Yesterday, the International Tennis Federation announced that one of the world's highest-paid athletes would be suspended for two years. Maria Sharapova admitted to testing positive for meldonium, which is a medication that affects blood flow and athletic recovery time.

She claimed her violation wasn't intentional, but it's still hard to see one of the best players in the game receive a two-year suspension. And unfortunately for Sharapova, it goes even deeper than professional sports: She's also the face of the candy company Sugarpova.

When a scandal or crisis like this happens, your personal brand isn't the only one affected--any and all companies you're associated with are impacted, too. Negative press is something that's nearly impossible for a company to avoid for its entire lifetime. Fortunately, if you handle it the right way, you can regain control during a PR crisis and actually come out stronger than before. Here's how:

1. Own up to it.

This is a lesson I've learned is applicable in both business and personal matters. When I mess up with my wife and try to just brush past it like it was no big deal, you can bet it'll be brought up later. That's because it's hard to move past something until the person who messed up takes responsibility for his mistake.

Thankfully for Sharapova, it seems she has owned up to it; she admitted to using the medication. This gives the public a chance to accept that she knows she did something wrong--intentionally or otherwise. No one's perfect. Most people understand this. Addressing this first and foremost is the best place to start.

2. If you think doing nothing is the solution, you're wrong.

Something that's been disheartening for me has been witnessing the brand evolution of my alma mater, the University of Missouri. It's a great school with some impressive programs, and a lot of amazing things have come out of this university--but it seems like those achievements aren't communicated effectively. Since the issues that came to a head last year, it looks like the university is afraid to communicate with external audiences.

But not communicating won't solve your problem. These things don't just disappear; they'll resurface on anniversaries or when similar situations come up elsewhere. It's important to control the message around your brand during times like these and communicate how you're moving forward.

3. Proactively surround your brand with the content you want.

Scandals make headlines; often, that's all your audience sees when a crisis hits. All your top search results and brand mentions revolve around this crisis and reflect negatively on your brand. And if this negativity goes on for too long with nothing positive (or at least neutral) getting published, it can often leave your audience with a longer-lasting negative perception of your brand.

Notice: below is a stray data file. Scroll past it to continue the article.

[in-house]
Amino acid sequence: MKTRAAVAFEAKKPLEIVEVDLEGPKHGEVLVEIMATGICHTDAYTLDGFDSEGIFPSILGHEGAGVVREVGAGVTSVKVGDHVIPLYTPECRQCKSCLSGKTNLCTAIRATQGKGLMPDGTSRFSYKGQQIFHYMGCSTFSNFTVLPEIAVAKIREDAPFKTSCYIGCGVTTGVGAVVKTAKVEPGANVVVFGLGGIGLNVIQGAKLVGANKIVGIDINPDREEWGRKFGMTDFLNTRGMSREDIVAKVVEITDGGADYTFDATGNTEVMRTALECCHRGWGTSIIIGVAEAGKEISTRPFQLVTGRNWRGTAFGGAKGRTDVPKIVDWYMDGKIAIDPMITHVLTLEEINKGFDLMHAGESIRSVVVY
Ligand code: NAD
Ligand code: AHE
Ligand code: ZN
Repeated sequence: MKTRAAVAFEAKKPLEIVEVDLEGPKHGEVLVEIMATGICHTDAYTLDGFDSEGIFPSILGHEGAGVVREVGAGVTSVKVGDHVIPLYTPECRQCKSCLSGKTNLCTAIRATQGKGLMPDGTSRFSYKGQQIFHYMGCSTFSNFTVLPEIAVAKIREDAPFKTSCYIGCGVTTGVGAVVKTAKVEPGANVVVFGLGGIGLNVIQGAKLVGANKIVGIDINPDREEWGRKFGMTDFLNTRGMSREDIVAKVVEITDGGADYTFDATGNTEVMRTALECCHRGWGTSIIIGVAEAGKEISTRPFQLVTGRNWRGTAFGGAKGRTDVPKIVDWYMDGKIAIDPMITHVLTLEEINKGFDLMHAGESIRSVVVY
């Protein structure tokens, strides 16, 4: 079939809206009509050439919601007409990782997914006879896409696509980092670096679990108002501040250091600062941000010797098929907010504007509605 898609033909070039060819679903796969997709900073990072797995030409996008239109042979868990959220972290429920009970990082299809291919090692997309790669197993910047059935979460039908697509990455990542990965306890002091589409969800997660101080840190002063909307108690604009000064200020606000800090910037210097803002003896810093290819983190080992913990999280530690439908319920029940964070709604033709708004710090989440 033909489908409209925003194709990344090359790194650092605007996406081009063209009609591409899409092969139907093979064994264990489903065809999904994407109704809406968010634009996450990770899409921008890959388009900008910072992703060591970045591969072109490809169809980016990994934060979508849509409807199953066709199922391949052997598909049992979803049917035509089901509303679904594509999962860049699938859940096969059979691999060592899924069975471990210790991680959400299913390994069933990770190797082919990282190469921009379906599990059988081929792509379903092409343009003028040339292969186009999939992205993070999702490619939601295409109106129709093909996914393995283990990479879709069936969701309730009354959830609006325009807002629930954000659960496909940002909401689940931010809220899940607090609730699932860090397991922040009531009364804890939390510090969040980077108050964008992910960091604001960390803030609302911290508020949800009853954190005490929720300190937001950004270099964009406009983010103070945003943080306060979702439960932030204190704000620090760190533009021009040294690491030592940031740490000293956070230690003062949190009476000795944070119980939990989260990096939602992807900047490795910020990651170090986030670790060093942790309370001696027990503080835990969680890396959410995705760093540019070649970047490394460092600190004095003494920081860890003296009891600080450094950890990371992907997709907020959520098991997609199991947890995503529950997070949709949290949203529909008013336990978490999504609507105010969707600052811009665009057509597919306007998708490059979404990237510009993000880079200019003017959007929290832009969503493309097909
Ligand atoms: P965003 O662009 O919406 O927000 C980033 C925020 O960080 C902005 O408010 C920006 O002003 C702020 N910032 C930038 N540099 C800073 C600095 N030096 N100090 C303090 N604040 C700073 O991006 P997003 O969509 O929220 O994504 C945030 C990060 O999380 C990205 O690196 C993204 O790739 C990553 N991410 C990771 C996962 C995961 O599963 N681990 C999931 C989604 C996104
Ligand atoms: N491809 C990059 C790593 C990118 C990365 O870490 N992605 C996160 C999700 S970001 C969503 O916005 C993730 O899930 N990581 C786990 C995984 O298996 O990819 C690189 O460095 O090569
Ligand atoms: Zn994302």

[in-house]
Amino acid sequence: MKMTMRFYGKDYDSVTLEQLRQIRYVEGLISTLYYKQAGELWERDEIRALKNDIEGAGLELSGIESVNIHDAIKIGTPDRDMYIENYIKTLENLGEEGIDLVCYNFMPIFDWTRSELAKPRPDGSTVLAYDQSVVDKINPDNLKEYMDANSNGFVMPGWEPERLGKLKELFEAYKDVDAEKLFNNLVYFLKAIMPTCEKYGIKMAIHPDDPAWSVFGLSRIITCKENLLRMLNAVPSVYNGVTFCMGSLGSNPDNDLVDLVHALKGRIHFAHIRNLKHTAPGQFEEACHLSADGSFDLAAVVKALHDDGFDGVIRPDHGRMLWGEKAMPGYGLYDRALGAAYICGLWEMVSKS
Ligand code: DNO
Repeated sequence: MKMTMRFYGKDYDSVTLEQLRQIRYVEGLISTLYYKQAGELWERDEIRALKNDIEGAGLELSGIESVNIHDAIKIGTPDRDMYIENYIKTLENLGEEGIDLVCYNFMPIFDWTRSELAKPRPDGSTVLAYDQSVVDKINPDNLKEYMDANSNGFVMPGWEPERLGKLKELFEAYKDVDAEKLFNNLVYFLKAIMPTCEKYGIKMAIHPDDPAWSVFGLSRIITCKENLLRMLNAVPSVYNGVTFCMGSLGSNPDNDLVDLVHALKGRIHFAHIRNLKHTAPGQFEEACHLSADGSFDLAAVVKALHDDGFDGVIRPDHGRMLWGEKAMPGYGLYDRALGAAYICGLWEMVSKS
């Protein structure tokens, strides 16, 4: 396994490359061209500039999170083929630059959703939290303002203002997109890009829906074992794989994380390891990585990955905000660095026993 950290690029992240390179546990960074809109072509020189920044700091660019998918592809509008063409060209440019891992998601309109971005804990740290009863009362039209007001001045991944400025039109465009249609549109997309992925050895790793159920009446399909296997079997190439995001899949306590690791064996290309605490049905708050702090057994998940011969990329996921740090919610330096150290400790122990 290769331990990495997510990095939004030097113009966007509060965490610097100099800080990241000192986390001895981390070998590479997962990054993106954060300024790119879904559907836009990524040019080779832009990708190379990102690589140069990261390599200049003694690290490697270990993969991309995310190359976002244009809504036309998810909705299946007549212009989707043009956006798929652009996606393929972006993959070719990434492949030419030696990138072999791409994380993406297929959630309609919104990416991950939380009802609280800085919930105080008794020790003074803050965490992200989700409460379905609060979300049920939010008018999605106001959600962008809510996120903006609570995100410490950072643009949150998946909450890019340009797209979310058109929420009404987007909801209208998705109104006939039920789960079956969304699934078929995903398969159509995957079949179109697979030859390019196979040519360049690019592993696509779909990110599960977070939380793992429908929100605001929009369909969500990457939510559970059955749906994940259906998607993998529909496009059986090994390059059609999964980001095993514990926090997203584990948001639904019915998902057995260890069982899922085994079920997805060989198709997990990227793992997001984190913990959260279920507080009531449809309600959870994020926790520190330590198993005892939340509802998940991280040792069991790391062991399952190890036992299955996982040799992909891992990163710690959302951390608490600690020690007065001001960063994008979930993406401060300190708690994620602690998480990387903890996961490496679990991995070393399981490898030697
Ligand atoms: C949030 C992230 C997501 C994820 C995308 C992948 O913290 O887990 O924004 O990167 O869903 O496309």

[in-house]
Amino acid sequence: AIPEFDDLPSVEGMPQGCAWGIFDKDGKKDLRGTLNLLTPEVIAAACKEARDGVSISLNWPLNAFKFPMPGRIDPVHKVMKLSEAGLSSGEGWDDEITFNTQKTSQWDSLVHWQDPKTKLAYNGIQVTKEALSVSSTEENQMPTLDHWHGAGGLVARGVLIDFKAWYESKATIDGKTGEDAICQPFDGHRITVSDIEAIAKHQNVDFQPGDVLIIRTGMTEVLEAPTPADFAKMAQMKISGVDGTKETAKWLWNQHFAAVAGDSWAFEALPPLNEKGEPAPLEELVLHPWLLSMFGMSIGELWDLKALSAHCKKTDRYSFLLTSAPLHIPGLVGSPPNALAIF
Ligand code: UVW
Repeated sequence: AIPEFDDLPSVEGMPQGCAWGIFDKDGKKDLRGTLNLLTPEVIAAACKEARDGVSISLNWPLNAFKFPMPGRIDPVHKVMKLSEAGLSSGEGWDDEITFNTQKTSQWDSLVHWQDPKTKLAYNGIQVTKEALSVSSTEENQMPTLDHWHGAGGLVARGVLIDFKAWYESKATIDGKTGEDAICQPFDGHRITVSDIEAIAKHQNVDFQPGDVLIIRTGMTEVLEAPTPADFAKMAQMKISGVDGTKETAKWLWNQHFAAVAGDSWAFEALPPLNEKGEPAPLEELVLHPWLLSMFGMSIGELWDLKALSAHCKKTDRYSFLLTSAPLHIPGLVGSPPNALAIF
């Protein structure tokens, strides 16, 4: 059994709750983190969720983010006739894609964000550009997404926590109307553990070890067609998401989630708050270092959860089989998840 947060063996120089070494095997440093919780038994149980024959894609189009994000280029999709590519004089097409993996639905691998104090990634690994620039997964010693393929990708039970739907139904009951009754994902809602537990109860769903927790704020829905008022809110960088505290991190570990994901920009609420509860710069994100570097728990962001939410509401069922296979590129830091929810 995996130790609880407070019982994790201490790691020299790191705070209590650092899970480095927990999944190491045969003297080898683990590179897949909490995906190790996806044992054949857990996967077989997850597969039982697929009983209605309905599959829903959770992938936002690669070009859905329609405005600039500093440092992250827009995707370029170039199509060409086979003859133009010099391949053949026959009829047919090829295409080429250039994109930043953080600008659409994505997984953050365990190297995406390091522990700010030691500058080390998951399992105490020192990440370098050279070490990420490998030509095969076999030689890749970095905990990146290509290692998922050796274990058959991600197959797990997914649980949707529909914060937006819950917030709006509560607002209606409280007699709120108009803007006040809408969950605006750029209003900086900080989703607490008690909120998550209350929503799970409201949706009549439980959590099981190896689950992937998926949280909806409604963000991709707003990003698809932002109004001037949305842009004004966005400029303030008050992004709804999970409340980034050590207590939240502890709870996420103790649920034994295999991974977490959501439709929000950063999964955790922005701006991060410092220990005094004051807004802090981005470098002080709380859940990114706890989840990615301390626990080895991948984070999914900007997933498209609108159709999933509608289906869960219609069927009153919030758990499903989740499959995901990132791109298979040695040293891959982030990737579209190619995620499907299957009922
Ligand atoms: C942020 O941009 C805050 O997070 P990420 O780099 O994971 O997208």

Reactively putting a content plan in place and publishing online can help during a crisis; as I mentioned, it's important to communicate during times like these. But being proactive about your reputation by surrounding your brand with great content--even when something bad isn't happening--can minimize the damage done when something bad does happen.

4. Create an army of influencers and brand advocates to have your back.

It's bad enough to hear someone say that your brand sucks, but it's even worse when nobody speaks out or stands up for you. Take HubSpot, for example. When Dan Lyons released his book, "Disrupted," criticizing HubSpot and its practices, he shone a pretty negative light on the brand. For all intents and purposes, he basically said, "Hey, HubSpot, you guys suck."

But because HubSpot had built an army of brand advocates and influencers, it had people who stood up in its defense. There were a lot of influencers who had HubSpot's back, and I was one of those people. I've been a brand advocate for HubSpot for a while, so when anybody tried to put it down, I had its back. And I had its back because it worked to earn that relationship with me, not buy my influence, which is something you should always do with influencers in your space.

5. Lead by example, and don't be scared to share what you learned with your employees.

The points above have been mostly focused on external audiences, but you can't overlook one of your most important audiences: your own employees. It can be hard to address your team and admit to screwing up, but you have to.

These people work their butts off for you, and they deserve to hear the truth about what's happening and what your next steps are. Like I said, people make mistakes. We're all human. Your team will understand that--and they want to work for leaders they can relate to. Just keep a positive attitude, and be as transparent as possible.

Scandals and crises are never easy to manage, and negative press can happen to any of us. But that doesn't mean it has to define your brand forever. To regain control and maintain the integrity of your brand, you have to admit your mistakes, keep communication open, and lead by example.